A newly formed group aims to help combat crime in Edenton through community activities that encourage citizens to know their neighbors.
Know Your Neighbor met Monday at St. Paul’s Episcopal Church to organize and discuss how to reduce the town’s crime.
Edenton Police Chief Henry King noted that the town has had what some considered gangs for decades, but more recently learned that they are nationally known gangs with long-running feuds.
“They were referred to as East and West, as in if you lived past this certain street, you’d be in the West gang and if you lived on the other side of the street you’d be in the East gang,” King said. “More recently, we’ve learned that these gangs are just the Blood and the Crips.”
Gang members tend to travel along the US 17 corridor, committing crimes in Edenton, Hertford and Elizabeth City.
“These people will do something in Edenton, travel to Hertford. They’ll do something there and then go up to Elizabeth City,” King said. “Then they come back to Edenton and start doing it again.”
These gangs often use YouTube to share rap videos about their crimes and the consequences of telling the police, King said. He noted groups of five or six people will gather near abandoned houses or empty lots, film a few minutes of video and then drive to another location in town to film another part. The music is then dubbed over the footage.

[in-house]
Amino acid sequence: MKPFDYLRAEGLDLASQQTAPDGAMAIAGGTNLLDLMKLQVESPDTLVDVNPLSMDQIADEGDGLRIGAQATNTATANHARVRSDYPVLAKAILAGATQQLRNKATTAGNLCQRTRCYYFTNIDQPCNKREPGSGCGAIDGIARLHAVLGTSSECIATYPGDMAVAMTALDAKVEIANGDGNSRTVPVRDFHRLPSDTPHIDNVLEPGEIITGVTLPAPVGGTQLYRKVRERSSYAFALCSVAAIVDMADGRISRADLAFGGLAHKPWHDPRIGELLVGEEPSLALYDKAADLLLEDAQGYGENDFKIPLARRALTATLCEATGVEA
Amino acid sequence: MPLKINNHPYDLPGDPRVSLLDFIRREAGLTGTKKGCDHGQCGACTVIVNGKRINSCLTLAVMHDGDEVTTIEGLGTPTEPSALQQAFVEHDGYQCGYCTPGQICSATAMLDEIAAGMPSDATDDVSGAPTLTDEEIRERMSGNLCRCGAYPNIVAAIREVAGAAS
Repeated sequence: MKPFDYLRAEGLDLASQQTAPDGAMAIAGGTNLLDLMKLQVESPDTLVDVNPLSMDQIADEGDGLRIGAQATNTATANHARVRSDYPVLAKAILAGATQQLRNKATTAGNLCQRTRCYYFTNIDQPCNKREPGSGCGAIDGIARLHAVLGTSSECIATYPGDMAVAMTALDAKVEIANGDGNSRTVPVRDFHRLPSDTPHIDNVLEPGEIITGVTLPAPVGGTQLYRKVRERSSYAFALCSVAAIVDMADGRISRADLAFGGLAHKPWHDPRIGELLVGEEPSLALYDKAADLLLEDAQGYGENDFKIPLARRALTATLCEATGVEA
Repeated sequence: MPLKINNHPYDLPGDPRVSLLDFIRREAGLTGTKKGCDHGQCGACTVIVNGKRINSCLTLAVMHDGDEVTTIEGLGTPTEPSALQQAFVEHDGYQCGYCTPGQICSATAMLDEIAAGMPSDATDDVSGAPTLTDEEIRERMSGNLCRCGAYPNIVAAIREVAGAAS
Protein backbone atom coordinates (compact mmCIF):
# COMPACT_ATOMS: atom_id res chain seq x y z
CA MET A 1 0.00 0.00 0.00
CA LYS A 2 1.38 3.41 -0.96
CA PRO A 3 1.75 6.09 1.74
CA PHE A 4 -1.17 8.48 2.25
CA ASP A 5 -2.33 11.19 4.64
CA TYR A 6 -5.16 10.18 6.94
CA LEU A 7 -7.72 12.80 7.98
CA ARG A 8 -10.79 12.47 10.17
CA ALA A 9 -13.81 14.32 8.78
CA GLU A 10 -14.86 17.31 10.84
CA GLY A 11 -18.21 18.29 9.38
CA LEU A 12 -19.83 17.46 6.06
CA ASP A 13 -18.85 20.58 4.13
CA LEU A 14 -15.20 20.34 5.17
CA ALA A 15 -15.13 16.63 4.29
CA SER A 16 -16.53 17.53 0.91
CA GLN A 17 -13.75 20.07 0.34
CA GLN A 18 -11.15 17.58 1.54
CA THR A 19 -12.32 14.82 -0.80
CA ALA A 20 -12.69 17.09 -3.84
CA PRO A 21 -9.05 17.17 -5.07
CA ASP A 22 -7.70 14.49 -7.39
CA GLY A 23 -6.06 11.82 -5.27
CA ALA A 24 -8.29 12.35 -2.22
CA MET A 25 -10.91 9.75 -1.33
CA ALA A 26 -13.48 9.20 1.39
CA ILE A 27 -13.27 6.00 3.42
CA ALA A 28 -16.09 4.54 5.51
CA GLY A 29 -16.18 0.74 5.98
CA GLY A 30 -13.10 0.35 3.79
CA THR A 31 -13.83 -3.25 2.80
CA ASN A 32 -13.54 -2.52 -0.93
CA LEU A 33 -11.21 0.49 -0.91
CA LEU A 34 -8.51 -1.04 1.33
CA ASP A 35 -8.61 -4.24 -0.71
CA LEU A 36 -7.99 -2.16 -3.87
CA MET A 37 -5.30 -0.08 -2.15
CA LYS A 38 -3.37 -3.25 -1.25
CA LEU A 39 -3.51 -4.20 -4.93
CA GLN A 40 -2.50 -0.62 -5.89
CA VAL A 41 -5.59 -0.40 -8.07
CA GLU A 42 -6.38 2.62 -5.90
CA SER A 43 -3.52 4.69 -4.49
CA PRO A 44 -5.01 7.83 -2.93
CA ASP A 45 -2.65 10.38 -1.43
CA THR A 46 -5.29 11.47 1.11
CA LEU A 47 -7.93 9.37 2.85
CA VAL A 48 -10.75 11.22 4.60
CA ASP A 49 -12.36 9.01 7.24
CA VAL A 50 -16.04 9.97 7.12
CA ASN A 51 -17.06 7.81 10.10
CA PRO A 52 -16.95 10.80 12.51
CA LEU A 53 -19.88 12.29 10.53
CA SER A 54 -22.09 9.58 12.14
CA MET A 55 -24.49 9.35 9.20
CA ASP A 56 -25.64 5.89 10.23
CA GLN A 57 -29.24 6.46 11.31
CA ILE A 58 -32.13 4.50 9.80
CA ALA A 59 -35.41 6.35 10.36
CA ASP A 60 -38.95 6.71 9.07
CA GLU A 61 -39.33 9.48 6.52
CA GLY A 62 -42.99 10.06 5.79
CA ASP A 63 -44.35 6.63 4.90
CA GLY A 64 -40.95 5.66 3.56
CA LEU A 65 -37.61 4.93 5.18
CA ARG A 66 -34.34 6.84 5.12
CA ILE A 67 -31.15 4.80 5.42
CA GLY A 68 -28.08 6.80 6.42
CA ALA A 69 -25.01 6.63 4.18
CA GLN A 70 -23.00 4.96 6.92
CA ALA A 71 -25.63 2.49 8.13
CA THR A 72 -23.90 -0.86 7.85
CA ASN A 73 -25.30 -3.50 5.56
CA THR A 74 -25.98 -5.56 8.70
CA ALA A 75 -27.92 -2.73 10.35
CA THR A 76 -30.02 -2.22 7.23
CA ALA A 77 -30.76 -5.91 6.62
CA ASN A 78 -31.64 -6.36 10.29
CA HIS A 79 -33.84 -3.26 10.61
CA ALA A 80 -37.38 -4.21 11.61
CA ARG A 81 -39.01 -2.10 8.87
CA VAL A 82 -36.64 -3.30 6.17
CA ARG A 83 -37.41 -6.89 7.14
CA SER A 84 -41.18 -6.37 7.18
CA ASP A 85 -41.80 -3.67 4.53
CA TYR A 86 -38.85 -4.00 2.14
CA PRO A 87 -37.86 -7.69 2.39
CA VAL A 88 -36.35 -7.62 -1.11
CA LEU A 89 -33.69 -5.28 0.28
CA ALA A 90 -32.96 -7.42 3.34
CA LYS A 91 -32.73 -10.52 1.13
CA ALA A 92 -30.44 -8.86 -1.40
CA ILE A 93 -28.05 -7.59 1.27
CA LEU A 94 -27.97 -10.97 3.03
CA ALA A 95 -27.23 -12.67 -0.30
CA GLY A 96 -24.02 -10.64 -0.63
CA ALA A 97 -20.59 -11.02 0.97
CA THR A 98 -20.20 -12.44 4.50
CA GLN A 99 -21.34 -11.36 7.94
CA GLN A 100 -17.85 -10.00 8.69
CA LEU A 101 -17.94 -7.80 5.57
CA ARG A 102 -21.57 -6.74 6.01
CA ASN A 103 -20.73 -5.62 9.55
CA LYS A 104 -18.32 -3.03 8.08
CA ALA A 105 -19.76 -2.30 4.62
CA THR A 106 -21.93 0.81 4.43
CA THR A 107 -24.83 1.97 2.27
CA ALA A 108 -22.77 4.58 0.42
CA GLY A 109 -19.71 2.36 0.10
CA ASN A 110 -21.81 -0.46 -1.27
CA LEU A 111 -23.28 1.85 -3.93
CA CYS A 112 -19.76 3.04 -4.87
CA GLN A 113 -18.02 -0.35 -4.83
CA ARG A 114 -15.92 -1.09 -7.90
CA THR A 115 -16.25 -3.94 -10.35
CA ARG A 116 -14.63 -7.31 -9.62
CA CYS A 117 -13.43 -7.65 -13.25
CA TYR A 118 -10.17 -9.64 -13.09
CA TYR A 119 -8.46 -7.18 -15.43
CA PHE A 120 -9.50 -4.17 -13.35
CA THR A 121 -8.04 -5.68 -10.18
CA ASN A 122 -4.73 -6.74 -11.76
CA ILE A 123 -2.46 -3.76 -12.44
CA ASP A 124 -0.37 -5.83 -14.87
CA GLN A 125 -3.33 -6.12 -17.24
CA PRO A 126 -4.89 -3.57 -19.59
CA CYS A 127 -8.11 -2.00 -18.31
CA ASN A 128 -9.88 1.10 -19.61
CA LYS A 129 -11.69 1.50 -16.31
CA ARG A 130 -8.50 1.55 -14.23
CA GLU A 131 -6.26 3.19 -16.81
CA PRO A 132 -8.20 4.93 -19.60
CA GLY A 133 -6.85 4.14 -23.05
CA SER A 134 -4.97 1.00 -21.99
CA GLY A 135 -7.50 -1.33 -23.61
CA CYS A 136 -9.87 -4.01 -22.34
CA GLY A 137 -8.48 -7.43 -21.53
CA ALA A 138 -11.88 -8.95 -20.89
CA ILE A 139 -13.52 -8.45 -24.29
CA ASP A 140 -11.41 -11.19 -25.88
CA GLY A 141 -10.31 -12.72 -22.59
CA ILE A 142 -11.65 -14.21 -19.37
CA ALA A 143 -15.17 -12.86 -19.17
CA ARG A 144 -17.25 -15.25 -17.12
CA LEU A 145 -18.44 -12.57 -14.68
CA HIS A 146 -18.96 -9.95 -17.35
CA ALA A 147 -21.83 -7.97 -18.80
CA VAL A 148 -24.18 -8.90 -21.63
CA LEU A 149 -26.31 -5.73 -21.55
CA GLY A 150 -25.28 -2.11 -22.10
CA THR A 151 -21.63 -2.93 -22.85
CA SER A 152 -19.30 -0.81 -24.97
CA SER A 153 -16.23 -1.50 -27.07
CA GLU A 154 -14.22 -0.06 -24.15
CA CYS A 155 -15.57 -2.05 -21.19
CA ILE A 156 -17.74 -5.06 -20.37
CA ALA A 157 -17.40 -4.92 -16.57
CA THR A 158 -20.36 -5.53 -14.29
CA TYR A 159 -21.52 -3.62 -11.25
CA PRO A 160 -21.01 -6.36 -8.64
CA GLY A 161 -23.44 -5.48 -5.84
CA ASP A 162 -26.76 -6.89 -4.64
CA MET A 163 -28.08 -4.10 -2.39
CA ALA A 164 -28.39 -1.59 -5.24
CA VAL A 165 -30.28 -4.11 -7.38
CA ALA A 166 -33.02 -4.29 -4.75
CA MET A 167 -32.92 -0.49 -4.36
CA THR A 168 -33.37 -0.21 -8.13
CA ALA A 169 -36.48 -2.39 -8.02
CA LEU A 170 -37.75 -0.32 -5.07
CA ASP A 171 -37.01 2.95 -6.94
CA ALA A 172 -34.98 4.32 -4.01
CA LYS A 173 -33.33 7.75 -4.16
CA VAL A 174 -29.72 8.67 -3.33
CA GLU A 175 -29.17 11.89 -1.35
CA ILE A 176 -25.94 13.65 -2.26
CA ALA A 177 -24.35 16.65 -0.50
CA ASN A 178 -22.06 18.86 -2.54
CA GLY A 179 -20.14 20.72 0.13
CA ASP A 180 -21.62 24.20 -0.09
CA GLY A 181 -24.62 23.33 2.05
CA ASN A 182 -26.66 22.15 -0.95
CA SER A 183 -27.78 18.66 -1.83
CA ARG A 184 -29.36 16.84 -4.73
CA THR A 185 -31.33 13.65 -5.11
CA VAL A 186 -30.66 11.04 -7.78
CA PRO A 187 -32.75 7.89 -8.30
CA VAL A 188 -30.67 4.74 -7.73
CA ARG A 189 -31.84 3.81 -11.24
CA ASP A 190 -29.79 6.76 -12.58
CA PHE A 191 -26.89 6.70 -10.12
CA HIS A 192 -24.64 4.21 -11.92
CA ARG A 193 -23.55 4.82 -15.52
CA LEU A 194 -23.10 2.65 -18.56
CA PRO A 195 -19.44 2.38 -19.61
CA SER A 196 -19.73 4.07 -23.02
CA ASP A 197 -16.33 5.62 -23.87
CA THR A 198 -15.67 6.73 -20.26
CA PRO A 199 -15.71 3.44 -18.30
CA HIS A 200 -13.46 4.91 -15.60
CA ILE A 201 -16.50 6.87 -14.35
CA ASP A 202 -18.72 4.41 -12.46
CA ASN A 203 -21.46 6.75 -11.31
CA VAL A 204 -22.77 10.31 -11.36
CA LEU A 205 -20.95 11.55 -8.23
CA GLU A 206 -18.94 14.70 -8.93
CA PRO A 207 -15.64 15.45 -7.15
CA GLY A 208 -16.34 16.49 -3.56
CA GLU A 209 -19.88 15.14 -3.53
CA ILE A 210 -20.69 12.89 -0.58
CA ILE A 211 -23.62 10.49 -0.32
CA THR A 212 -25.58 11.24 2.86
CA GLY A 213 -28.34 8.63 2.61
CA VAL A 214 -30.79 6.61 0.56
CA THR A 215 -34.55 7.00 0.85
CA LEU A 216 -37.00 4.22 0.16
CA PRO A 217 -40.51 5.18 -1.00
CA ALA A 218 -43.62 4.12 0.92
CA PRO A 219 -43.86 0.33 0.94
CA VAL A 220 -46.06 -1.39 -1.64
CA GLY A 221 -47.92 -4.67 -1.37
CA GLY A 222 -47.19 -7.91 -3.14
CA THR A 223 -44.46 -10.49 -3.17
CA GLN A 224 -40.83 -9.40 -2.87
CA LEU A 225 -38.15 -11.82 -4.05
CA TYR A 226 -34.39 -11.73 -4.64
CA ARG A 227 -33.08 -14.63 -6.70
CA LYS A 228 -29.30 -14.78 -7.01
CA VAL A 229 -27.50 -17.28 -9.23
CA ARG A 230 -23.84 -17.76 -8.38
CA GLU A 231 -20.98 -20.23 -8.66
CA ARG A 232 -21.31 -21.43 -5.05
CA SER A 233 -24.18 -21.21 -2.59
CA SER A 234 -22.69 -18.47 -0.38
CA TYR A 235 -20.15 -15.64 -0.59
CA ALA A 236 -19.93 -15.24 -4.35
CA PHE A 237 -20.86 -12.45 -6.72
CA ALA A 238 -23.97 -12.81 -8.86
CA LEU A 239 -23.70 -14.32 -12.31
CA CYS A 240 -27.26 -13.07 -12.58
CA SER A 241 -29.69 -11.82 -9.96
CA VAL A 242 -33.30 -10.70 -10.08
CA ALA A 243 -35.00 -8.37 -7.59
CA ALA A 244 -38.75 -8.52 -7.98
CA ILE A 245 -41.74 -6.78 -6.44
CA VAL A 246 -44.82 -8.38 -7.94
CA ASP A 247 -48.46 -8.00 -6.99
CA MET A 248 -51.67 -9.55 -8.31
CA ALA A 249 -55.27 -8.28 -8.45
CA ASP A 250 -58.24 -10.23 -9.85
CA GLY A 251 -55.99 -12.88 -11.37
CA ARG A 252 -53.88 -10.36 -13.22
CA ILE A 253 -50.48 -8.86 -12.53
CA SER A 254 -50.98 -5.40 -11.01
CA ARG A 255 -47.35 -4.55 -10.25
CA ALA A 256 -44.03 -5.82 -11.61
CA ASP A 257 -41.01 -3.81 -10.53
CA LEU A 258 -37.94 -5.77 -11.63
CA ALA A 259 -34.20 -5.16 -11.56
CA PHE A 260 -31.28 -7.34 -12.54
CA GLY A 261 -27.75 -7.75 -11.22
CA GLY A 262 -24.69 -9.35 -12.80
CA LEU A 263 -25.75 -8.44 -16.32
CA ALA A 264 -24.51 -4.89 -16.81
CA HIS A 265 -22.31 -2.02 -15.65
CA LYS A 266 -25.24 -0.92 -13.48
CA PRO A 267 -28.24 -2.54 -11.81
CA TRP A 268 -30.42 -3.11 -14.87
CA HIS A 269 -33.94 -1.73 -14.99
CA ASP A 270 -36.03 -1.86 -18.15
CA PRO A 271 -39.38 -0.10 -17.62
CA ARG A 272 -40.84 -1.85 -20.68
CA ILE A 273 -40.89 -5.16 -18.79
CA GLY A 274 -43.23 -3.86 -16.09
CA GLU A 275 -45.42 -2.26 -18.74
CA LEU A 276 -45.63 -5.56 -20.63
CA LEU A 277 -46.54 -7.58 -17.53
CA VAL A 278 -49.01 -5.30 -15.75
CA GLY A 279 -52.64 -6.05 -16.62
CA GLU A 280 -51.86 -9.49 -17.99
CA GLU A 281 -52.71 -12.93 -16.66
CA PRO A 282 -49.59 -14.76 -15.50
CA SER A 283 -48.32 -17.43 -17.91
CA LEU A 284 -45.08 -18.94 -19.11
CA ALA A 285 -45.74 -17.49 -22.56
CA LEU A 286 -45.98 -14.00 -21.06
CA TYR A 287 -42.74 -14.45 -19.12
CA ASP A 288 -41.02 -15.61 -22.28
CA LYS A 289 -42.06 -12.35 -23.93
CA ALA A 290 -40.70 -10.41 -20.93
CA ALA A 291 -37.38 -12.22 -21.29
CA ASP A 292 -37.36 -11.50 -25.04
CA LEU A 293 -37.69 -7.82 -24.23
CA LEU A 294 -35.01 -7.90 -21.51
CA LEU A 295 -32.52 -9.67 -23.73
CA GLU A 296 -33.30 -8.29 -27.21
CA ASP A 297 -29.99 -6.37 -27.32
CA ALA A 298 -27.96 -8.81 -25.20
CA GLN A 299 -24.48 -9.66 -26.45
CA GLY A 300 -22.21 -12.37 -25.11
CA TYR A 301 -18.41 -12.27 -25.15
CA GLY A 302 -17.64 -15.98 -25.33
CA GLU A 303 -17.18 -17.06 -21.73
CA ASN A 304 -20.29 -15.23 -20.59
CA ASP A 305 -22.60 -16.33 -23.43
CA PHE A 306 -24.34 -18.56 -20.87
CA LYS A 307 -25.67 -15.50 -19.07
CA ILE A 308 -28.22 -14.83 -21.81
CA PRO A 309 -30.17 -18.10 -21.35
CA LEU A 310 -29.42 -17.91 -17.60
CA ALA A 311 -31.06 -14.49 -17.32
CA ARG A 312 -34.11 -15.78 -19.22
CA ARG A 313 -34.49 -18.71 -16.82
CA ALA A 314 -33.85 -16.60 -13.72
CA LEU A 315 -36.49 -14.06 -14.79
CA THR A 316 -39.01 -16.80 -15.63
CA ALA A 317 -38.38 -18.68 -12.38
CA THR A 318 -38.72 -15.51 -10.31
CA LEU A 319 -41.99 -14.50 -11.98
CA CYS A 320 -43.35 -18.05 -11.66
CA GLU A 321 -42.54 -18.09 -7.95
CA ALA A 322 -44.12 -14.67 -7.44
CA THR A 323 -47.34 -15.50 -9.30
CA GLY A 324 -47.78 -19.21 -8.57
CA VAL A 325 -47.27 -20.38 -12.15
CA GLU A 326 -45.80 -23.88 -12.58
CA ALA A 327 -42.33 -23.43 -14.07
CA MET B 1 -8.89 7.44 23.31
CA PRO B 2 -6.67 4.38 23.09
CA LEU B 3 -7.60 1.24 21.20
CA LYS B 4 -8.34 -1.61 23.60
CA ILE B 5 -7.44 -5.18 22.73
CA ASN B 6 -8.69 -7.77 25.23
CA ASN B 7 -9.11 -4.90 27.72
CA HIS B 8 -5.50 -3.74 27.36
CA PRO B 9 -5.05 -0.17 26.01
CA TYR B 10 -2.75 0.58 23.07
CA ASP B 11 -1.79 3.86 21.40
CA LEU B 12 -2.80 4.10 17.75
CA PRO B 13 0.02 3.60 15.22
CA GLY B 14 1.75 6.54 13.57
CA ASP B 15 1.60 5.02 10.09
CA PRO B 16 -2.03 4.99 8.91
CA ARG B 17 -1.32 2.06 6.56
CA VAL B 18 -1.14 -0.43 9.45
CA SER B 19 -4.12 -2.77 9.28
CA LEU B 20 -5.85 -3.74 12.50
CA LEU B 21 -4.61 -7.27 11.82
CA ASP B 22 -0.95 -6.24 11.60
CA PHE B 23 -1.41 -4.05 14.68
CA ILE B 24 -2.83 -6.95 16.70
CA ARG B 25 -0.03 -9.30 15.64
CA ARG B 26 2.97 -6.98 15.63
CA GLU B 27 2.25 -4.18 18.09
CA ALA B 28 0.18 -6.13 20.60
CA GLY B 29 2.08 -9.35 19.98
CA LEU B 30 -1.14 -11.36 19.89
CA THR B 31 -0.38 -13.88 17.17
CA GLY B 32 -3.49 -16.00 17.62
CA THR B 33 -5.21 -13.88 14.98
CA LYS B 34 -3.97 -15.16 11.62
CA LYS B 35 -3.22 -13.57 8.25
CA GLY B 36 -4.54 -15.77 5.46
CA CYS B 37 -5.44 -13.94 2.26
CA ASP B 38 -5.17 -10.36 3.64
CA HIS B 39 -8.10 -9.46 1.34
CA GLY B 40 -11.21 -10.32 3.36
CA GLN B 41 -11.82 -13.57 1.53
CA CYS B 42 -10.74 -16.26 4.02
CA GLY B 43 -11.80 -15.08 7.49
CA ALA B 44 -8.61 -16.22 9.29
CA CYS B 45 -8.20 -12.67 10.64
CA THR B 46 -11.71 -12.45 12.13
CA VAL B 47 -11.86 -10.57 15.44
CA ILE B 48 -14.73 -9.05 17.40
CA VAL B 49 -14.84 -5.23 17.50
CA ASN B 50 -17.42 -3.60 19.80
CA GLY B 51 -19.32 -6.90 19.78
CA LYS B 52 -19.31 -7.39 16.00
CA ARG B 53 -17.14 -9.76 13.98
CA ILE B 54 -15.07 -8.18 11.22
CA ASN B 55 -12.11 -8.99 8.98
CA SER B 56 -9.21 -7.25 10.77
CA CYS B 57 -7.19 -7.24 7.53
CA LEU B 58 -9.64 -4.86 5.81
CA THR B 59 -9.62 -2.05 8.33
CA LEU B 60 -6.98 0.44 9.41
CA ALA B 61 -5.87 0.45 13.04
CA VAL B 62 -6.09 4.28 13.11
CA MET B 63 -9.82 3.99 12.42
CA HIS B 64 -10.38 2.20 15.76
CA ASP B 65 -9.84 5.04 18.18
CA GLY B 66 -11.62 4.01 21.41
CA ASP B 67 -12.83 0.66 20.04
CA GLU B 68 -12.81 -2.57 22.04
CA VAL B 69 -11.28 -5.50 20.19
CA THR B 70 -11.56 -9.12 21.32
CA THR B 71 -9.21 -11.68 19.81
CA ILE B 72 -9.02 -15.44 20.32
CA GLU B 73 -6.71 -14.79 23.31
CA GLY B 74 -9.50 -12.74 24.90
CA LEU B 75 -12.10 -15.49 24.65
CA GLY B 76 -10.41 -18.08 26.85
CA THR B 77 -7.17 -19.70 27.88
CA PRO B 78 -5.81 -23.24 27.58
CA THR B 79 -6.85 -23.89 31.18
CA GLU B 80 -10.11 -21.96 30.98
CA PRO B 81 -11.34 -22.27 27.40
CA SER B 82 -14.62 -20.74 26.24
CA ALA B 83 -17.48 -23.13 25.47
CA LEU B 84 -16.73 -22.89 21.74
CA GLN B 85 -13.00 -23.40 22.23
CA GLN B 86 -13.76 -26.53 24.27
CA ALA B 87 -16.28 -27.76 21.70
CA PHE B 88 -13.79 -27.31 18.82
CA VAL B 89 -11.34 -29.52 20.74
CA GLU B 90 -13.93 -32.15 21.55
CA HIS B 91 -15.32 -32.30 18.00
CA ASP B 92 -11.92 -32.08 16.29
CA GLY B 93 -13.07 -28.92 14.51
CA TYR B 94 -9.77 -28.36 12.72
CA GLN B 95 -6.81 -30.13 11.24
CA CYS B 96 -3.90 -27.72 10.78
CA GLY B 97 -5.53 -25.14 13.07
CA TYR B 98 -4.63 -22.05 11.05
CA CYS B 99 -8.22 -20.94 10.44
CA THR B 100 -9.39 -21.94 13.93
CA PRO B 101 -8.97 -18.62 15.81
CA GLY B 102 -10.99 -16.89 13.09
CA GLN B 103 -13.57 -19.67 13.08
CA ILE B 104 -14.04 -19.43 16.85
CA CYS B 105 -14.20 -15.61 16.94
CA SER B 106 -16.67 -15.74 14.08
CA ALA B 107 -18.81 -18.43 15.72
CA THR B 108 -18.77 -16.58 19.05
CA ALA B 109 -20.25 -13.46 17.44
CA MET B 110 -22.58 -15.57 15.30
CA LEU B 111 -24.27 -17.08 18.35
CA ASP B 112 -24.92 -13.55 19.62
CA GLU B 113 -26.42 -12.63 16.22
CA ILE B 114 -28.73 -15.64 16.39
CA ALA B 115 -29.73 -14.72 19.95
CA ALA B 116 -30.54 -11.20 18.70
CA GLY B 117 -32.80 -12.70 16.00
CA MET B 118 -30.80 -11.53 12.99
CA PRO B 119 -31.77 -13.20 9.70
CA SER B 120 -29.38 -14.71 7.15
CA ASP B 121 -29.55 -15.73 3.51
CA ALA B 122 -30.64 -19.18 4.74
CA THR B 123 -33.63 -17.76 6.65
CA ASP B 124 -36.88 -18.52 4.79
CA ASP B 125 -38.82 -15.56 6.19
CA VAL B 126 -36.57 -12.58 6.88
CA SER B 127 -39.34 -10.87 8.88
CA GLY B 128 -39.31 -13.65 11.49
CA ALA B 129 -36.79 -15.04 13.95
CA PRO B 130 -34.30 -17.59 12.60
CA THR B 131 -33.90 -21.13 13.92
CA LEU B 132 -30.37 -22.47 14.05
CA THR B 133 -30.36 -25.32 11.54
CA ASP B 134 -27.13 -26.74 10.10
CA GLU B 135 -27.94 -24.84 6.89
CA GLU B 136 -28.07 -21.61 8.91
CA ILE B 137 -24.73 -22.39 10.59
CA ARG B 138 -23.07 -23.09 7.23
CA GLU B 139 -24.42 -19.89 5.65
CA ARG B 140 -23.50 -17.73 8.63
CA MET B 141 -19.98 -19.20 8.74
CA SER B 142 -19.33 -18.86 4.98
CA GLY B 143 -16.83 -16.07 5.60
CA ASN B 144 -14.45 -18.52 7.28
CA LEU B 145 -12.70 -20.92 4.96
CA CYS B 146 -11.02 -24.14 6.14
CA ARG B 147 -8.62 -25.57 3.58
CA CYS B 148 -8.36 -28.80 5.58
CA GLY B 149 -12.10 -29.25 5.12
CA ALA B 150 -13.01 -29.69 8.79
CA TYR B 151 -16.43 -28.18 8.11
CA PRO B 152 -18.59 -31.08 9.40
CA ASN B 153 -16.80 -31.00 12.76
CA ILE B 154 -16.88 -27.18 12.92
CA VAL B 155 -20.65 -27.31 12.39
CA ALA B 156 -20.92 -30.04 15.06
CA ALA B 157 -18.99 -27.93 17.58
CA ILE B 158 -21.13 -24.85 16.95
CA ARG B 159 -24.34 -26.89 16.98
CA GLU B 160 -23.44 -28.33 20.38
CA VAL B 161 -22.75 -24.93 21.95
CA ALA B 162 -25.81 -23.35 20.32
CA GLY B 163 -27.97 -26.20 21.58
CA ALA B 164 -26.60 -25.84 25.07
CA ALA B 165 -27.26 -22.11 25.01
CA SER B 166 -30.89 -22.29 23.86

He said the videos often include people with guns and doing illegal substances.
“You have to be very specific when you search on YouTube for these videos,” King said. “You often have to search for something like a specific street name.”
The public can help reduce local crime by reporting any activities that are out of the ordinary, King said. Parents can watch for unusual behavior in their children, or things such as wearing items of clothing in a different way or new behaviors.
“Parents usually have, like a spider sense, when it comes to their kids,” King said. “They can feel that something is off with their kid; although they may not know what it exactly is.”
Among the keys in helping curb gun violence, is communication. This involves communication between the police and the citizens, family members and criminals, and various organizations working to better youths’ lives.
He noted a new program the police department is offering for people who they identify in the YouTube gang-related rap videos. The agency sends them a letter encouraging them to turn their life around or be arrested and charged with a crime.
He also encouraged businesses to get surveillance cameras that point outward, toward the parking lot or street.